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In case you think i’ve lost my way, I’m planning a 5d post on the ruins in the immediate vicinity of the Erie Canal, and then there’ll be one more zone I want to identify. After that, I’ll be out of those zones . . .
I am truly stunned by these magnificent photos of gorgeous structures built with rudimentary technology and lasting over a century and a half.
Lock 56 Lyons double chamber built 1850
Lock 56 center island steps
Lock 60 Macedon looking eastward from the center island
Lock 59 Lockville Newark northwest chamber
Lock 58 Newark north chamber
Lock 53 Clyde northwest chamber entrance
All photos and captions come thanks to Bob Stopper, to whom I am indebted for being able to publish these. For more photos on this area of the canal, click here. For more historic photos but of the Barge Canal iteration of the waterway, click here.
Italy? the Levant? Upstate New York?
It is indeed. Once this aqueduct was state-of-the-art infrastructure that carried the Erie Canal and its traffic over the Seneca River.
It remains extraordinarily beautiful, as captured in these photos by Bob Stopper.
Half of the arches were removed during construction of the Barge Canal, which sought to expand the size and utility of the system by incorporating lakes and rivers like the Seneca.
These horizontal piers once held boards that made up the “canal” bed; sides of the canal were also planked, creating a trough through which canal waters flowed.
Beside the “trough,” this grassy path was trod by mules’ feet.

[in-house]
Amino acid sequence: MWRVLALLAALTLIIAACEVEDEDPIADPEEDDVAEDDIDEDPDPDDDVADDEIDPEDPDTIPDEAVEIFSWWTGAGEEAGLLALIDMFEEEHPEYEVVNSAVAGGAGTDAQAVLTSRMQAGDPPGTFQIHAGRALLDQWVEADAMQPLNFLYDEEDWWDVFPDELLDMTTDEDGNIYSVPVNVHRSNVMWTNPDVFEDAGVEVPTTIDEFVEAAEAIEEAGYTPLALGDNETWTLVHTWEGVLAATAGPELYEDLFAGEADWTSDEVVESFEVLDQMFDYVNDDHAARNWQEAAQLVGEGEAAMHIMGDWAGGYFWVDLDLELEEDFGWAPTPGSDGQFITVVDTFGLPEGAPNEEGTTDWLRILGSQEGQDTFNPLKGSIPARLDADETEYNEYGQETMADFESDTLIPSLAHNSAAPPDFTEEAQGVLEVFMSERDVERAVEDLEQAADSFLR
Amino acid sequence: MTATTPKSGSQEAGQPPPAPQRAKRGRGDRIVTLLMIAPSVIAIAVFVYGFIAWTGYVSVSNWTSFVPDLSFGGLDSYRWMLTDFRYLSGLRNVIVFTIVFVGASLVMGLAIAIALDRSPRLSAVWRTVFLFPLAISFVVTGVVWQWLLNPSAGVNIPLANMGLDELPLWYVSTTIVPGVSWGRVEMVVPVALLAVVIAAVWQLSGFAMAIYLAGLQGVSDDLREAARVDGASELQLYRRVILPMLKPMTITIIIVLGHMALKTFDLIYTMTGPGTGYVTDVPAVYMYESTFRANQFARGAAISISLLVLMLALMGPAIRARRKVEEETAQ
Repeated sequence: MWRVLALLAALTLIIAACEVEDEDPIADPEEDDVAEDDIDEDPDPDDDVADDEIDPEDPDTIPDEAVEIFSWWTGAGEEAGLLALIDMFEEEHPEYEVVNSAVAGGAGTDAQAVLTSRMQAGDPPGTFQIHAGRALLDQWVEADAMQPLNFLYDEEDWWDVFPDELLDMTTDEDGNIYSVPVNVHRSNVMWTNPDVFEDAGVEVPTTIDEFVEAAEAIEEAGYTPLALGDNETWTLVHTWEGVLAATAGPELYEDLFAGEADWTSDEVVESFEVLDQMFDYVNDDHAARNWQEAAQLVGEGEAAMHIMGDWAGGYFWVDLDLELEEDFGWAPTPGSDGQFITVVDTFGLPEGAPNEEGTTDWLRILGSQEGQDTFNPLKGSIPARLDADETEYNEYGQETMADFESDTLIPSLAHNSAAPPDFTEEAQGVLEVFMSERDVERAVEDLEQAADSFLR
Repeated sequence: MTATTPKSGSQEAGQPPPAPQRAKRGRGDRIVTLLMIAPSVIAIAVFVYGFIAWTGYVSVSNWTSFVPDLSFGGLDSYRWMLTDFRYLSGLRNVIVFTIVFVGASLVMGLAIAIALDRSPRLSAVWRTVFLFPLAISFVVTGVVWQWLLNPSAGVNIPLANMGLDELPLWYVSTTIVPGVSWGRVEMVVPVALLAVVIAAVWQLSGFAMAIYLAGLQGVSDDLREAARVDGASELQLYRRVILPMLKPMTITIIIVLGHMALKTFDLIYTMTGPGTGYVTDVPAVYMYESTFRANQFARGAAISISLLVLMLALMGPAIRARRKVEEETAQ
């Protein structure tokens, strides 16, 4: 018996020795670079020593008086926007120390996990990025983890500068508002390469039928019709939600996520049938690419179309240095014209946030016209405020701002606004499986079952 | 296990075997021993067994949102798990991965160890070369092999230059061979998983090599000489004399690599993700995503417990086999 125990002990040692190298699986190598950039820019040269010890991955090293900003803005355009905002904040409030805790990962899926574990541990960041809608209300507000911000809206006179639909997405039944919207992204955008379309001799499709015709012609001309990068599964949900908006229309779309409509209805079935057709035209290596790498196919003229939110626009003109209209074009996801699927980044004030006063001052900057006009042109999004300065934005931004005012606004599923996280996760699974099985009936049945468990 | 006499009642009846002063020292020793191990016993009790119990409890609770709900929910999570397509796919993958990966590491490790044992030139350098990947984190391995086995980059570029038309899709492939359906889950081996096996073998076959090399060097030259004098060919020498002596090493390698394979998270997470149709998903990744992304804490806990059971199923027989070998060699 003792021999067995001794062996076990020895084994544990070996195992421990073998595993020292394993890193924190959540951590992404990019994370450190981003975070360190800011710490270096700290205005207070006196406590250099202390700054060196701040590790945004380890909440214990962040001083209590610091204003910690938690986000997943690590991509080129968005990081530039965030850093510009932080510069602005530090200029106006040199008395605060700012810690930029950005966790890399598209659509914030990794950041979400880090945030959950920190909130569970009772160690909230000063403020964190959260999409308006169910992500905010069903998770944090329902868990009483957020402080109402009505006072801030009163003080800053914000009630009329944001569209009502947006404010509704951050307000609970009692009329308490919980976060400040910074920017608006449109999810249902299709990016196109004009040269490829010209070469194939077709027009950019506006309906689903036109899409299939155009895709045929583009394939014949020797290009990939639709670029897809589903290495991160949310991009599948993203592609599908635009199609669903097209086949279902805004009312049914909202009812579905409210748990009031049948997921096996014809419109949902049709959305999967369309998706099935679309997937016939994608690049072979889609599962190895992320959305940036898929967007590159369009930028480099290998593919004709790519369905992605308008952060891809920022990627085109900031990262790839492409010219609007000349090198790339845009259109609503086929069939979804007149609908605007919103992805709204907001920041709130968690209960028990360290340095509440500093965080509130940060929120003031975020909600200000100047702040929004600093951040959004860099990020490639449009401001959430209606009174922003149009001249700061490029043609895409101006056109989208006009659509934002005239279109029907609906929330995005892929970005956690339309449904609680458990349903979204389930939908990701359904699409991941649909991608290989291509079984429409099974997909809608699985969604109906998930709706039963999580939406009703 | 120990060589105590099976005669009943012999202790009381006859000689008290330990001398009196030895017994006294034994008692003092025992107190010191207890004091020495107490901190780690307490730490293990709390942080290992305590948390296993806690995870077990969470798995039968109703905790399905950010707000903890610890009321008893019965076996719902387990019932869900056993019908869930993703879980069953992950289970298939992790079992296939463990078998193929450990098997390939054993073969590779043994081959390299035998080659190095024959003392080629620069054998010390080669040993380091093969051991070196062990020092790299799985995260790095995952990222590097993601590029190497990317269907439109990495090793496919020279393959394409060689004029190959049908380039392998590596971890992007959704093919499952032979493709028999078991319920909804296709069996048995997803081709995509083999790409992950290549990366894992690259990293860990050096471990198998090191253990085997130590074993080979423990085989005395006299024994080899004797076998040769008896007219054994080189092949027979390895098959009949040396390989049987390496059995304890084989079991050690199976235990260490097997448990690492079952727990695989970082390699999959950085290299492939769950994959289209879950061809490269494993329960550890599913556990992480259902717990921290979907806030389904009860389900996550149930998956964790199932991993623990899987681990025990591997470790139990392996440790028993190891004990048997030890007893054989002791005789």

another at Schoharie Creek.
The last two photos are mine; all the Richmond aqueduct photos comes thanks to Bob Stopper.
Thanks to Allen Baker for these two golden hour photos of possibly the newest vessel to cleave sixth boro waters. Quantum of the Seas . . . as names goes, just another name. As a floating stately pleasure dome . . . it has the all the latest gadgetry, like a Makr Shakr bar, as demonstrated in a delightful video: turn the volume way up.
For more photos and lots of numbers, check out NY Mediaboat’s post here.
Again, many thanks to Allen for these photos. By next spring, it seems the vessel will be operating out of Asian waters.
All I know about these photos is that they were in frames in the Baldwinsville Lockmaster’s office. He didn’t know who took them or what year they were taken. Can anyone answer those questions or identify any of the people shown in the photos of Sheila Moran, Cheyenne, and the Great Lakes tugs (I think) called Pennsylvania and Maryland.
Many thanks to bowsprite for these photos; Pretty Lamb raises the bar for unusual names. Click here for more “pretty” fleet. Or here: http://tugster.wordpress.com/?s=pretty
Photos from Italy, Florida, and Trinidad, resp. The first photo comes thanks to Rod Clingman . . .tug Lourdes C towing Costa (not Concordia) Fasonosa. The second photo, thaks to Ashley Hutto, shows Florida Institute of Oceanography’s Weatherbird II–said to be first research vessel to reach Deepwater Horizon post-blowout. The photo and the rest from S/V Maraki and my sister in Port-of-Spain.
The 1823 culvert under the canal is a spectacle. Hope you enjoyed it from below and above here.
All photos by Will Van Dorp, who didn’t need a drone camera for these.